Experts are concerned that there might be a lot more flu going around during the 2022–2023 season than in the past few years due to the lifting of most COVID-19 safety protocols. “Because of masking, social distancing, and people staying home from school and work in 2020 and even 2021, there was a relative paucity of influenza,” says Dr. Loria. “But this year, I’m predicting we’ll see a more robust return of flu, given that fewer people are masking, travel is up, kids are back in school, and more people are heading into the office.”
If a test shows that you have the flu, you might consider getting a prescription for the antiviral drug Tamiflu (oseltamivir) to shorten the length of time you’re sick. Doctors generally recommend you begin taking this medication within 48 hours of developing symptoms, so time is of the essence.
It has always been important to get a yearly flu vaccine, and this continues to be true, particularly if you want to avoid a double whammy of flu plus COVID-19. Though the vaccine isn’t 100 percent effective at preventing the flu, it is very safe and reliable. And if you get the vaccine yet do end up with the flu, you will likely have a much milder case.
Top Cold Symptoms
Looking at the top symptoms of cold, flu, and COVID-19 reveals many areas of overlap, plus a few potential distinctions.
“We’ve all had colds, so we tend to know what the symptoms are,” says Loria. They’re typically less severe than those of the flu, he adds, but may be indistinguishable from symptoms caused by the lastest omicron variants, including:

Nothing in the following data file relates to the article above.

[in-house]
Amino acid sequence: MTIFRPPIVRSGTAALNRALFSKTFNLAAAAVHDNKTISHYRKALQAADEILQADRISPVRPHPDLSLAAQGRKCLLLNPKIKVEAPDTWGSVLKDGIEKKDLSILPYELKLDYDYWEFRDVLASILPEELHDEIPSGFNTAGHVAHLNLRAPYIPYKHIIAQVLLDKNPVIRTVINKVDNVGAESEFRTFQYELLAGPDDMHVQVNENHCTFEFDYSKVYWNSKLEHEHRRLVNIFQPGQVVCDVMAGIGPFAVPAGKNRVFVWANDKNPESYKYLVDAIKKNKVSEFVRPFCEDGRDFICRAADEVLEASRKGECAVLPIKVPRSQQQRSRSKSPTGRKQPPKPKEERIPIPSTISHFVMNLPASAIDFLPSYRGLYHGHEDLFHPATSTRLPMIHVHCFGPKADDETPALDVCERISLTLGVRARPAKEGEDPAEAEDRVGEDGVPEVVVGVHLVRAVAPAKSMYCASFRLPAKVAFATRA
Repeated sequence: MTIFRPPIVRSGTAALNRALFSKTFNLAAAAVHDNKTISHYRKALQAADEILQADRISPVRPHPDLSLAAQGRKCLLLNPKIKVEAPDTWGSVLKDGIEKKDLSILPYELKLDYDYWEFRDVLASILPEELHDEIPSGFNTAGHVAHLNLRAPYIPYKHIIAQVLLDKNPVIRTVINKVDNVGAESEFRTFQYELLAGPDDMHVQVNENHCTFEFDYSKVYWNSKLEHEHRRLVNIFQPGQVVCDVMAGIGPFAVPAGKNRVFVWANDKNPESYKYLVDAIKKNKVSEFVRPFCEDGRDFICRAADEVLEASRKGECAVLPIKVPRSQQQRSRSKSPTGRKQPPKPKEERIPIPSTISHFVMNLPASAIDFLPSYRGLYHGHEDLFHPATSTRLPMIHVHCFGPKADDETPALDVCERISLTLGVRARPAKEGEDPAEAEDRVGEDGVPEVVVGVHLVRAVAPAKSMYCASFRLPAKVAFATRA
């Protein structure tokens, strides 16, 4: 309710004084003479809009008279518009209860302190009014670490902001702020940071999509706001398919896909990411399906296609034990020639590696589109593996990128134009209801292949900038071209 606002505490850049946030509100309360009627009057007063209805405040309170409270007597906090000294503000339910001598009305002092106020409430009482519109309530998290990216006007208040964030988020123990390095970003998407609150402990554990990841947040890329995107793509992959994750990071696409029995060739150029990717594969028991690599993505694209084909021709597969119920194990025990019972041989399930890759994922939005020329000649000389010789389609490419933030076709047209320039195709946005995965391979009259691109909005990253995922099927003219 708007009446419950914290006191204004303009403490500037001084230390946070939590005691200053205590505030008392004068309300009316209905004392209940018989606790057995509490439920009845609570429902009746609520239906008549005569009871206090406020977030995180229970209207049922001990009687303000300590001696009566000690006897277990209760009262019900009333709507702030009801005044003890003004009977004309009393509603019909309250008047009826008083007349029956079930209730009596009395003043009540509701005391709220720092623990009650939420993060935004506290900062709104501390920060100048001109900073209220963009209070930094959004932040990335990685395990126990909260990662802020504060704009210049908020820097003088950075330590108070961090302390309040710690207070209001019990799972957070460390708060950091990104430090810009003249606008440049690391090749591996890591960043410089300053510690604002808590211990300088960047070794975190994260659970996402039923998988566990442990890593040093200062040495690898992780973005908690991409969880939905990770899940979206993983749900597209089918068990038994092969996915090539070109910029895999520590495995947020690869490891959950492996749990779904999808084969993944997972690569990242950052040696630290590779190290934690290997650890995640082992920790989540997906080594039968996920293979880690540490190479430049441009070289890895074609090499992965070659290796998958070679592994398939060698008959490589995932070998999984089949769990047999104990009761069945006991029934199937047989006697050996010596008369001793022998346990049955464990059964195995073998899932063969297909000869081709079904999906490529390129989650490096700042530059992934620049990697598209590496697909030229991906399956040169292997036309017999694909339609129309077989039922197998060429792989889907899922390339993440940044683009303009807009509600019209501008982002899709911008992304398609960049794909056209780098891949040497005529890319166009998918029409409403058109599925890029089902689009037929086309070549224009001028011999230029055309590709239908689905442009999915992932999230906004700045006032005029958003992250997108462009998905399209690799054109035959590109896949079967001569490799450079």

Top Flu Symptoms
“Flu symptoms are apt to come on very abruptly, versus symptoms of COVID-19 or a cold,” says Loria. These symptoms can include:
- A high fever lasting several days (“Fever in the flu tends to be higher than with COVID-19,” says Loria.)
- Malaise (fatigue)
- Muscle or body aches
- Dry cough (“Often with the flu you get a dry ‘barking’ cough, which is not something you see with a cold,” says Loria.)
- Runny or stuffy nose
- Sore throat
- Sometimes, diarrhea and vomiting (more common in children than adults)
Unlike COVID-19, the flu is seasonal, mainly occurring in fall and winter. ”We know it’s coming every year,” says Dr. Nori.
Top COVID-19 Symptoms
COVID-19 can bring on the same symptoms as a cold and the flu:
- Sore throat
- Runny or stuffy nose
- Muscle or body aches
- Fever (typically low-grade)
- Vomiting, nausea, diarrhea
COVID-19 Safety Measures Can Prevent Cold and Flu, Too
Tactics meant to prevent the spread of COVID-19 can also reduce transmission of colds and the flu. Staying home if you feel ill and frequent handwashing can help keep you healthy during cold and flu season.
Getting vaccinated for both the flu and COVID-19 (if you haven’t done it already) and getting the bivalent omicron booster is essential.
And wearing a mask is still an easy and effective way to ward off all kinds of germs — and not infect the people around you. “The idea that masking is just for someone who has COVID is not the best way to think about it,” says Nachman. “No one wants to be coughed or sneezed on. The point is for all of us to protect each other.”
Source: Everyday Health